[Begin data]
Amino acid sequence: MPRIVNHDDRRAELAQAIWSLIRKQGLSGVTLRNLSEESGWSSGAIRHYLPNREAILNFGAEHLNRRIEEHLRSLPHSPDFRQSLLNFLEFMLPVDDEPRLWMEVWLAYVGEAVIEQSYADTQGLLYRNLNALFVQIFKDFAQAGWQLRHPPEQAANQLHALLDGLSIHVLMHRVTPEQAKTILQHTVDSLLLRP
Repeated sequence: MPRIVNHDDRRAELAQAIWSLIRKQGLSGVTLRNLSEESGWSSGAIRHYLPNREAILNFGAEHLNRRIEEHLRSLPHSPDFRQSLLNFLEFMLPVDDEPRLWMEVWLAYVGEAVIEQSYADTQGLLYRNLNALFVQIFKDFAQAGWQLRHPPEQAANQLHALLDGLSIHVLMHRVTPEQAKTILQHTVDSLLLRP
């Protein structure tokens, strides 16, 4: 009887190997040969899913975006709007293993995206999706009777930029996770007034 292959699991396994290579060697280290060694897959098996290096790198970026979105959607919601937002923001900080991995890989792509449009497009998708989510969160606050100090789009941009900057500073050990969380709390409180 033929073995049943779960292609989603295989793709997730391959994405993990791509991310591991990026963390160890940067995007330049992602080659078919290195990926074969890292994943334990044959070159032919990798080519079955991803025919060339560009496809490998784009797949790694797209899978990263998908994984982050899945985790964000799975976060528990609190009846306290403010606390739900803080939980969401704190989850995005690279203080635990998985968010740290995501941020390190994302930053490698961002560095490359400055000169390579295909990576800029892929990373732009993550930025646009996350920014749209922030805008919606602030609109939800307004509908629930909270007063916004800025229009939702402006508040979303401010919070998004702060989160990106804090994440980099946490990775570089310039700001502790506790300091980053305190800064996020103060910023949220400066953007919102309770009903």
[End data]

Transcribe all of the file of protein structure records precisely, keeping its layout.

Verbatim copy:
Amino acid sequence: MPRIVNHDDRRAELAQAIWSLIRKQGLSGVTLRNLSEESGWSSGAIRHYLPNREAILNFGAEHLNRRIEEHLRSLPHSPDFRQSLLNFLEFMLPVDDEPRLWMEVWLAYVGEAVIEQSYADTQGLLYRNLNALFVQIFKDFAQAGWQLRHPPEQAANQLHALLDGLSIHVLMHRVTPEQAKTILQHTVDSLLLRP
Repeated sequence: MPRIVNHDDRRAELAQAIWSLIRKQGLSGVTLRNLSEESGWSSGAIRHYLPNREAILNFGAEHLNRRIEEHLRSLPHSPDFRQSLLNFLEFMLPVDDEPRLWMEVWLAYVGEAVIEQSYADTQGLLYRNLNALFVQIFKDFAQAGWQLRHPPEQAANQLHALLDGLSIHVLMHRVTPEQAKTILQHTVDSLLLRP
């Protein structure tokens, strides 16, 4: 009887190997040969899913975006709007293993995206999706009777930029996770007034 292959699991396994290579060697280290060694897959098996290096790198970026979105959607919601937002923001900080991995890989792509449009497009998708989510969160606050100090789009941009900057500073050990969380709390409180 033929073995049943779960292609989603295989793709997730391959994405993990791509991310591991990026963390160890940067995007330049992602080659078919290195990926074969890292994943334990044959070159032919990798080519079955991803025919060339560009496809490998784009797949790694797209899978990263998908994984982050899945985790964000799975976060528990609190009846306290403010606390739900803080939980969401704190989850995005690279203080635990998985968010740290995501941020390190994302930053490698961002560095490359400055000169390579295909990576800029892929990373732009993550930025646009996350920014749209922030805008919606602030609109939800307004509908629930909270007063916004800025229009939702402006508040979303401010919070998004702060989160990106804090994440980099946490990775570089310039700001502790506790300091980053305190800064996020103060910023949220400066953007919102309770009903």